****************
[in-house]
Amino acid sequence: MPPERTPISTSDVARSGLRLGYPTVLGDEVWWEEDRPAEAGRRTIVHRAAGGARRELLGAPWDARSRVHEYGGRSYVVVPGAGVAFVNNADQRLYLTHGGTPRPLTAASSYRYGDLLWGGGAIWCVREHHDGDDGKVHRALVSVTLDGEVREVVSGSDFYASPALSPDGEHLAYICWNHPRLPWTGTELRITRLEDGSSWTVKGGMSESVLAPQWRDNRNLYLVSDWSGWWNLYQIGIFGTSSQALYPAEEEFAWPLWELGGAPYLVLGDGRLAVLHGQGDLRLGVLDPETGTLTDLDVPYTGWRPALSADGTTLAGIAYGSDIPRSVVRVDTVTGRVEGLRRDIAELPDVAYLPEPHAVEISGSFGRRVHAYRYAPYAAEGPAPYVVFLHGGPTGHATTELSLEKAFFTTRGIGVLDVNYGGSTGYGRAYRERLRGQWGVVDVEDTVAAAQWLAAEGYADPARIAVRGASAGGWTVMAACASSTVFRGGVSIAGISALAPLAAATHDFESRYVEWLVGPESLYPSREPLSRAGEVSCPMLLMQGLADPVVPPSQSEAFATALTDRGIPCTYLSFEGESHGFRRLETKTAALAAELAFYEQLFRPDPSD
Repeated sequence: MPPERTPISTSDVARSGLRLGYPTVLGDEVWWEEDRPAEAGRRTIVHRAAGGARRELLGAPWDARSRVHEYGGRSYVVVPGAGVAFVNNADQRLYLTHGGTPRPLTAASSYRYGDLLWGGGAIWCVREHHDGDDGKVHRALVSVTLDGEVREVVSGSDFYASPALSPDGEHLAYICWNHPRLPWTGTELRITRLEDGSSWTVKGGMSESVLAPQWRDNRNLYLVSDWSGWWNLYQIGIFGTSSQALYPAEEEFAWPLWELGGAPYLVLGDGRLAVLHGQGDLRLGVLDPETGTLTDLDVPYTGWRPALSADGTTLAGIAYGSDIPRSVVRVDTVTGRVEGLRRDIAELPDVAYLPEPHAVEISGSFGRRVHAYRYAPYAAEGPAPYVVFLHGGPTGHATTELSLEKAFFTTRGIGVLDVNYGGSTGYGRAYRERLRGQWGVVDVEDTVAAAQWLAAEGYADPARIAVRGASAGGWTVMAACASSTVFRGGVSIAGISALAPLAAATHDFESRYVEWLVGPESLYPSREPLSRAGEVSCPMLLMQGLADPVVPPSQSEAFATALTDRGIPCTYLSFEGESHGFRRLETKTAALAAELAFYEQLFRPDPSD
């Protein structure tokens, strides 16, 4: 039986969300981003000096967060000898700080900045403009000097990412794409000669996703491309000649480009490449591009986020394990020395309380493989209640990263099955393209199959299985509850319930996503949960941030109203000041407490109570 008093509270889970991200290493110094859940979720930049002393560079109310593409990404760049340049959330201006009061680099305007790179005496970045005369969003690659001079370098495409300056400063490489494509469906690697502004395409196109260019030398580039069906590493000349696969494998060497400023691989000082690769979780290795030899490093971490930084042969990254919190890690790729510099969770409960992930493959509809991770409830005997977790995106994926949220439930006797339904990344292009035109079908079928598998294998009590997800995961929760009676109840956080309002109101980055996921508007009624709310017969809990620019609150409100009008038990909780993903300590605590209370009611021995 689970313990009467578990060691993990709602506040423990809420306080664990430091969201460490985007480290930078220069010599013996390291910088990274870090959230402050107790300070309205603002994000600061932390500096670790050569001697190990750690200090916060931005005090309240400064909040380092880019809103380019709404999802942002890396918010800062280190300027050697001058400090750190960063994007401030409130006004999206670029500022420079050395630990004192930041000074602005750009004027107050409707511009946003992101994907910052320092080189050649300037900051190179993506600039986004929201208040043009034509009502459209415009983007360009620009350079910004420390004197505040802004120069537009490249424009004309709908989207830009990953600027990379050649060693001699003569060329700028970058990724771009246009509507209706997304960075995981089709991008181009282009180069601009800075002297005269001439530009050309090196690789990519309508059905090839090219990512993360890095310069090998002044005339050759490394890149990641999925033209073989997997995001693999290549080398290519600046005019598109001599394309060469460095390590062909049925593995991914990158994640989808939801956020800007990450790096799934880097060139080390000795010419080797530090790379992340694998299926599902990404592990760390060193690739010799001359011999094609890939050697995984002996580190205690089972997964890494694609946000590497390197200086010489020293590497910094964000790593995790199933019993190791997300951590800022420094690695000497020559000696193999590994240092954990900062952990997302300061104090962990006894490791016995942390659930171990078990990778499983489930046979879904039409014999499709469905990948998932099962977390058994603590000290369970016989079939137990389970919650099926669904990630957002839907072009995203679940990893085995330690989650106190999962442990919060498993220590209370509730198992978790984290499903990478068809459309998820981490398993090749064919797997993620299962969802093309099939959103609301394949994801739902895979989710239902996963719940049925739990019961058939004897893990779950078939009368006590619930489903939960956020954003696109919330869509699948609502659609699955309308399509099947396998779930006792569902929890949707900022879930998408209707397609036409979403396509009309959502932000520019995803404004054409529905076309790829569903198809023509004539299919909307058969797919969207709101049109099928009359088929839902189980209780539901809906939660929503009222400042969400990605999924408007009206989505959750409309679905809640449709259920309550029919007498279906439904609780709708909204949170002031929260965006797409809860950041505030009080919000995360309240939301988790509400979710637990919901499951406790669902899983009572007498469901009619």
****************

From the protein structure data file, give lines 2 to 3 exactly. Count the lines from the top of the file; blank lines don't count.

Amino acid sequence: MPPERTPISTSDVARSGLRLGYPTVLGDEVWWEEDRPAEAGRRTIVHRAAGGARRELLGAPWDARSRVHEYGGRSYVVVPGAGVAFVNNADQRLYLTHGGTPRPLTAASSYRYGDLLWGGGAIWCVREHHDGDDGKVHRALVSVTLDGEVREVVSGSDFYASPALSPDGEHLAYICWNHPRLPWTGTELRITRLEDGSSWTVKGGMSESVLAPQWRDNRNLYLVSDWSGWWNLYQIGIFGTSSQALYPAEEEFAWPLWELGGAPYLVLGDGRLAVLHGQGDLRLGVLDPETGTLTDLDVPYTGWRPALSADGTTLAGIAYGSDIPRSVVRVDTVTGRVEGLRRDIAELPDVAYLPEPHAVEISGSFGRRVHAYRYAPYAAEGPAPYVVFLHGGPTGHATTELSLEKAFFTTRGIGVLDVNYGGSTGYGRAYRERLRGQWGVVDVEDTVAAAQWLAAEGYADPARIAVRGASAGGWTVMAACASSTVFRGGVSIAGISALAPLAAATHDFESRYVEWLVGPESLYPSREPLSRAGEVSCPMLLMQGLADPVVPPSQSEAFATALTDRGIPCTYLSFEGESHGFRRLETKTAALAAELAFYEQLFRPDPSD
Repeated sequence: MPPERTPISTSDVARSGLRLGYPTVLGDEVWWEEDRPAEAGRRTIVHRAAGGARRELLGAPWDARSRVHEYGGRSYVVVPGAGVAFVNNADQRLYLTHGGTPRPLTAASSYRYGDLLWGGGAIWCVREHHDGDDGKVHRALVSVTLDGEVREVVSGSDFYASPALSPDGEHLAYICWNHPRLPWTGTELRITRLEDGSSWTVKGGMSESVLAPQWRDNRNLYLVSDWSGWWNLYQIGIFGTSSQALYPAEEEFAWPLWELGGAPYLVLGDGRLAVLHGQGDLRLGVLDPETGTLTDLDVPYTGWRPALSADGTTLAGIAYGSDIPRSVVRVDTVTGRVEGLRRDIAELPDVAYLPEPHAVEISGSFGRRVHAYRYAPYAAEGPAPYVVFLHGGPTGHATTELSLEKAFFTTRGIGVLDVNYGGSTGYGRAYRERLRGQWGVVDVEDTVAAAQWLAAEGYADPARIAVRGASAGGWTVMAACASSTVFRGGVSIAGISALAPLAAATHDFESRYVEWLVGPESLYPSREPLSRAGEVSCPMLLMQGLADPVVPPSQSEAFATALTDRGIPCTYLSFEGESHGFRRLETKTAALAAELAFYEQLFRPDPSD